Off-Grid Distributed Wind Systems FAQ
Advantages of distributed wind systems
- Increase the renewable energy supply fraction
- Reduce back-up generator operation and fuel consumption
- Increase battery life; more renewable energy and less fuel and energy cycled through batteries
- Supplement available solar energy at night, during rainy seasons, and in the winter
- Reliable, high-energy output during storms for batteries that benefit from equalization
How do they work?
The wind turbine, which is installed on top of a tall tower, collects wind energy and converts it into electricity. The electricity is used to charge batteries, reduce the fuel consumption on a diesel generator, or drive a pump. Since the wind is intermittent, some sort of storage is usually incorporated into the system and back-up generators are often used.
What applications are they used for?
Distributed wind turbines are commonly used for rural electrification of:
- Administration offices
- Small industries
Distributed wind turbines are also used to reduce operating costs at off-grid cell phone sites. Properly sized wind/solar hybrid systems have been shown to save 70-90% of diesel fuel consumption and reduce diesel run times from 100% to ~10%. Distributed wind systems are also saving operating costs at numerous military sites around the world. These systems are particularly cost-effective where fuel is flown in by helicopter. Theft of distributed wind systems at remote sites is also much less likely than with solar PV and provides additional system security and reliability.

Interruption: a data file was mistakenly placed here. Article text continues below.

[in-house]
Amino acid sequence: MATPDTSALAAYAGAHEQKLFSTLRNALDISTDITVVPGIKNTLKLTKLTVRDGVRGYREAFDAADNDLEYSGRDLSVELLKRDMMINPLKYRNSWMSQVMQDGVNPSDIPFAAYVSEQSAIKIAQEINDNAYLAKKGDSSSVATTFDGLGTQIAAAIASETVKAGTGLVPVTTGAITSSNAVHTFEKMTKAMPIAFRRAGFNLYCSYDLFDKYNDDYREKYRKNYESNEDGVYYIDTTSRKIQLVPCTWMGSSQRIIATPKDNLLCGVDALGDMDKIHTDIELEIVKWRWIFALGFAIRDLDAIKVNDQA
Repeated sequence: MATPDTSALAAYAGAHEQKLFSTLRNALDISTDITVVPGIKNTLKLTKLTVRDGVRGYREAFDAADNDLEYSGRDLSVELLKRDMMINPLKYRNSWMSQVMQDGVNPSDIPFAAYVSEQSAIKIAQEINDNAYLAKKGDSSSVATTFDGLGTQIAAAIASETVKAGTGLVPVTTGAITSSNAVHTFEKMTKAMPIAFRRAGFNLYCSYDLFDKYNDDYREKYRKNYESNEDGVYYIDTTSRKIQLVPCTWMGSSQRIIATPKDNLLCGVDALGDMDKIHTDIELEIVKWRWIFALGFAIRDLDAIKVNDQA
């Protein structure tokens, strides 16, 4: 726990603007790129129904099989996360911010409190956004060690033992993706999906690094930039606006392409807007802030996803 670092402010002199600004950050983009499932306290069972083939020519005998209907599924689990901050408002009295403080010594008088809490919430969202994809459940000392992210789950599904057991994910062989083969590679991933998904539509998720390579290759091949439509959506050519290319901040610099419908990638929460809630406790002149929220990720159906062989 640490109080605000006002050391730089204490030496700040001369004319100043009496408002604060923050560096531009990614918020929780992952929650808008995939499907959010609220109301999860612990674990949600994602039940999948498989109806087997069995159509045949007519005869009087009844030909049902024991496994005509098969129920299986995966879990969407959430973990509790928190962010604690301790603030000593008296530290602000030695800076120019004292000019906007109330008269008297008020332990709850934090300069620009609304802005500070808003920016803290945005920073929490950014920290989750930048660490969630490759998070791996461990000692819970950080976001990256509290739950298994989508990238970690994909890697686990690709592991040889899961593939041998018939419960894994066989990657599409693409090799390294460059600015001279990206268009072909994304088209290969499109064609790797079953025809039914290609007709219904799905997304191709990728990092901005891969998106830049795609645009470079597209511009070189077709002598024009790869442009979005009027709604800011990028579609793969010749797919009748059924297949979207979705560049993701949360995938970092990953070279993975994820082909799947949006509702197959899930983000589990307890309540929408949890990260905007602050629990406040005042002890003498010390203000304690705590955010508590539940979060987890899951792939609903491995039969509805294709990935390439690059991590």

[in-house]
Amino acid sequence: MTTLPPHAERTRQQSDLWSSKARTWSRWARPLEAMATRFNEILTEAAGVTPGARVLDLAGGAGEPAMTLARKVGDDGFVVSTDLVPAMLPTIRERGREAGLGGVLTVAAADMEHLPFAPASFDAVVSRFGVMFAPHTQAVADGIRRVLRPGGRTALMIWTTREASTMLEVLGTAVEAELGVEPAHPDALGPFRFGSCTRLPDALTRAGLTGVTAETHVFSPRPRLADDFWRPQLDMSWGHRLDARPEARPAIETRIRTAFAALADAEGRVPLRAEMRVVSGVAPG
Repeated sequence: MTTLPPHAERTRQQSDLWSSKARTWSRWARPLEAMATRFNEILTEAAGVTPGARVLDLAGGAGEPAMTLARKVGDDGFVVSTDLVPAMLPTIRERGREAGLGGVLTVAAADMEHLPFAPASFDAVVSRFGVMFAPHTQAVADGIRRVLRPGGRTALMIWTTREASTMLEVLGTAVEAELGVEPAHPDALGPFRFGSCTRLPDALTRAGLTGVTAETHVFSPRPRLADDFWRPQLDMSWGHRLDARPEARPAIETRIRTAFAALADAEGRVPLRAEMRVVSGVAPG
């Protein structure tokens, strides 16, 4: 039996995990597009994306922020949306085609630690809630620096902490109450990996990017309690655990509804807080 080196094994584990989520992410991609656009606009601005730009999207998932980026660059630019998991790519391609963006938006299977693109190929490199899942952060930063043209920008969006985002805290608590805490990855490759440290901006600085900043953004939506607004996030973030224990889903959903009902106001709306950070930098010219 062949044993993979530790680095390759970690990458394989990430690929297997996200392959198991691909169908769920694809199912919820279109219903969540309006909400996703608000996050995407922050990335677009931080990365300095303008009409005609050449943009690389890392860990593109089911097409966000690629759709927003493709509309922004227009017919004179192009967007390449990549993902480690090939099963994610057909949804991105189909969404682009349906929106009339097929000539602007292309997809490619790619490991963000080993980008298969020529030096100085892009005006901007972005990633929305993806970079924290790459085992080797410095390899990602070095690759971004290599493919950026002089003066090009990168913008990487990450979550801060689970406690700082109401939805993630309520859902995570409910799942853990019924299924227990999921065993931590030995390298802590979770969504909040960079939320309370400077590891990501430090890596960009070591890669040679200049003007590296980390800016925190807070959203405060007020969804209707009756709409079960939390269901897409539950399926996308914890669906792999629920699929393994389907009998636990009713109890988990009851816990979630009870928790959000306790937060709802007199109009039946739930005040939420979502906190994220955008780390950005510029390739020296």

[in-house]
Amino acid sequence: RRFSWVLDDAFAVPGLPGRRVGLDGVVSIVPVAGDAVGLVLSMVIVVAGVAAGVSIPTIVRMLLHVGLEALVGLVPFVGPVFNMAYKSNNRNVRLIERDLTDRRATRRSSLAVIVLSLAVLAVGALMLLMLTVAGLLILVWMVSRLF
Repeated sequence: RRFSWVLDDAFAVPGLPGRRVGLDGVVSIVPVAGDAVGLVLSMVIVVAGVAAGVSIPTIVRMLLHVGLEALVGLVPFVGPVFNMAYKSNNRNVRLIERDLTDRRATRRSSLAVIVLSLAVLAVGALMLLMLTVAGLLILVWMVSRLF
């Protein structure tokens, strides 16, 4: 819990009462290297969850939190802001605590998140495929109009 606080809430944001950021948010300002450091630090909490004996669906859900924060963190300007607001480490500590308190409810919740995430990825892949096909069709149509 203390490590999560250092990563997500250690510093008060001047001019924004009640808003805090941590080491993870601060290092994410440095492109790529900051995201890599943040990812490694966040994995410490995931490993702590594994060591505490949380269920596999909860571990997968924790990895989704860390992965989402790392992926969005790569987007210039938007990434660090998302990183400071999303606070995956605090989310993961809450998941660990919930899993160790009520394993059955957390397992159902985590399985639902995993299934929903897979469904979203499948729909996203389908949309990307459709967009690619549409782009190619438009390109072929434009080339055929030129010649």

What is needed for an off-grid distributed wind system?
In addition to a sufficient wind resource, an off-grid distributed wind system typically consists of a wind turbine, tower, charge controller, inverter, batteries, and system controls. Each system should be uniquely designed for the particular application and load requirements.
Where can I find more information?
For more information, please contact one of the U.S. off-grid wind turbine manufacturers listed below. For information on wind energy and its use in developing countries, please see the Alliance for Rural Electrification, Brussels, website: www.ruralelec.org.